Monday, August 04, 2008

Meditations on the fragments of Chapter 3 of the 'Book of Foundations of Houses of Reformed Carmelites made by St Teresa', will help us to ponder on the greatness of work she made solely for the glory of God and her beloved Order.

How the Convent of St Joseph at Medina del Campo came to be planned

Well, when I was thinking anxiously over all these things, it occurred to me to seek the help of the Fathers of the Company of Jesus, who were in high esteem at Medina. As I have said in the account of the first foundation, these Fathers had guided my soul many years: and I always helf them in special reverence for the great good which they did me. I wrote what our Father General had enjoined on me to the Rector there, who happened to be the one who had heard my confession for many years; as I have said, although I did not give his name; it was Baltasar Alvarez, who is now Provincial. He and the others said they would do what they could in the matter: and they made great efforts to obtain the leave of the townspeople and of the Bishop - for it is always difficult to get leave to establish a house founded without endowment: and so the business took some days to arrange.

To see to this there went a priest, Julian of Avila, a great servant of God, singularly detached from the world and much given to prayer. He was chaplain of the convent in which I was living, and God had given him the same desires that He had given me; and so he has been a great help to me, as will presently be seen. Well, though I now possessed the licence, I had no house nor a penny to buy one, nor any securities on which to get credit. If the Lord did not give it, how could a pilgrim like me possess it? The Lord ordained that a very excellent girl for whom there had not been room at St Joseph's, hearing that another house was to be established, came and asked me to take her in there. She had some money, very little, not enough to buy a house, but enough to rent one, and to help with the expense of the journey. So we looked out for a hired house. With no more than this to depend upon, we set out from Avila, two nuns from St Joseph's and I, and four from the Incarnation, the convent of the mitigated Rule, where I lived before St Joseph's was founded. Our chaplain, Father Julian of Avila, was with us.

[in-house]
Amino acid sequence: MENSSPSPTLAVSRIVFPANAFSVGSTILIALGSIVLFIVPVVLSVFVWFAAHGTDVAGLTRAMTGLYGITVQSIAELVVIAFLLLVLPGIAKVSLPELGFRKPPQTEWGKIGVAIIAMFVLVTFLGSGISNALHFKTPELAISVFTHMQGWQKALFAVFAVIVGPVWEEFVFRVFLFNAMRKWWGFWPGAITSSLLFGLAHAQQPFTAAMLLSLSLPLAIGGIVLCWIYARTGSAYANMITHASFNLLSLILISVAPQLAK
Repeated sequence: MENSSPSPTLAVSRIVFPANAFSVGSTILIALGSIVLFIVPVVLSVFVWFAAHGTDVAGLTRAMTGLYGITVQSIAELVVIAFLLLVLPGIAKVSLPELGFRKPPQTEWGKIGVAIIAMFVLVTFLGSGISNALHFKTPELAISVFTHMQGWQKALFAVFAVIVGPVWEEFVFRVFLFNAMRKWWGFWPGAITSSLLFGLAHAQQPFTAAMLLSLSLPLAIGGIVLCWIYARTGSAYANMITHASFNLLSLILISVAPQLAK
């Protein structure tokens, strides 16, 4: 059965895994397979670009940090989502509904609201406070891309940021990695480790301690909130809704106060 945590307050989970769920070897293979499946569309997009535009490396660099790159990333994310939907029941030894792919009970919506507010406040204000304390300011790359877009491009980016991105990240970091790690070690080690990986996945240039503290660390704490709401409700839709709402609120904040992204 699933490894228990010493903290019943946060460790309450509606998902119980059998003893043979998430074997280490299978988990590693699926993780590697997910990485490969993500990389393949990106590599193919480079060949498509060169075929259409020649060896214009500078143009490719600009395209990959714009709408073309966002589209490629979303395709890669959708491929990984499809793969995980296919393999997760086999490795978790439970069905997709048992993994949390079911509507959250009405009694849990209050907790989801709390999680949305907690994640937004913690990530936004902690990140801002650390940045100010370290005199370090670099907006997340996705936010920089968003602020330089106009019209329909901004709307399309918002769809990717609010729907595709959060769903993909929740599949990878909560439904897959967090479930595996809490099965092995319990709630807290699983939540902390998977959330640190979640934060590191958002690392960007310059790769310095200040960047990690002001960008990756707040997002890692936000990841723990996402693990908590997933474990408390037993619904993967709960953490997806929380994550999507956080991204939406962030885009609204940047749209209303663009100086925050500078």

When it was known in the town, there was a great deal of talk. Some said I was mad; others would wait to see the end of this nonsense. To the Bishop, as I was afterwards told, it seemed great folly, although at the time he did not let me know this, because, having a great affection for me, he did not like to hamper me or cause me pain. My friends gave me their opinion roundly; but I attached little weight to it; because to me that which they thought hazardous seemed so easy that I could not persuade myself that it could fail to turn out well.

When we left Avila I had already written to a Father of our Order, Fray Antonio de Heredia, to buy me a house. He was at that time Prior of St Anne's, a monastery of monks of our Order at Medina. He opened negotiations with a lady who was much attached to him, who had a house. Its walls were in a ruinous state, all but those of one apartment; but it was in a very good situation. She was so kind as to promise to sell it without demanding security for the payment, on the strength of his word alone: for we could not have given any security. The Lord ordered all this for us: and so they made the agreement. The walls of the house were in such a ruinous state that we had to hire another until it was repaired, for there was a great deal to be done to it.

Then at the end of our first day's journey, it was already dark, and we were tired because of our bad equipage. As we were nearing the town by way of Arévalo, there came out to meet us a friend of ours, an ecclesiastic, who had got rooms for us in the house of some devout women: and he told us privately that we should not get our house, because it was near a monastery of Augustinians, and they would resist our taking possession, and there would certainly have to be a law suit. O, válame Dios! when Thou, O Lord, art pleased to give courage, how little does any opposition avail! Rather it seemed to encourage me, because I felt that if the devil was already beginning to make a disturbance, it must be because this convent would be to the Lord's service. Anyhow I asked him to say nothing, in order not to disturb my companions, especially the two from the Incarnation; for the others would have gone through any troubles for my sake. One of these two was sub-prioress there, and the Sisters did all they could to stop her. Both of them were of good family, and they came against their relations' wish, for all the Sisters thought it absurd; with ample reason, as I afterwards saw. For when it is the Lord's will that I should found one of these houses, nothing seems able to get into my head which seems to me sufficient to make me give it up, until I have actually done it. Afterwards the difficulties present themselves to us all at once, as will presently be seen.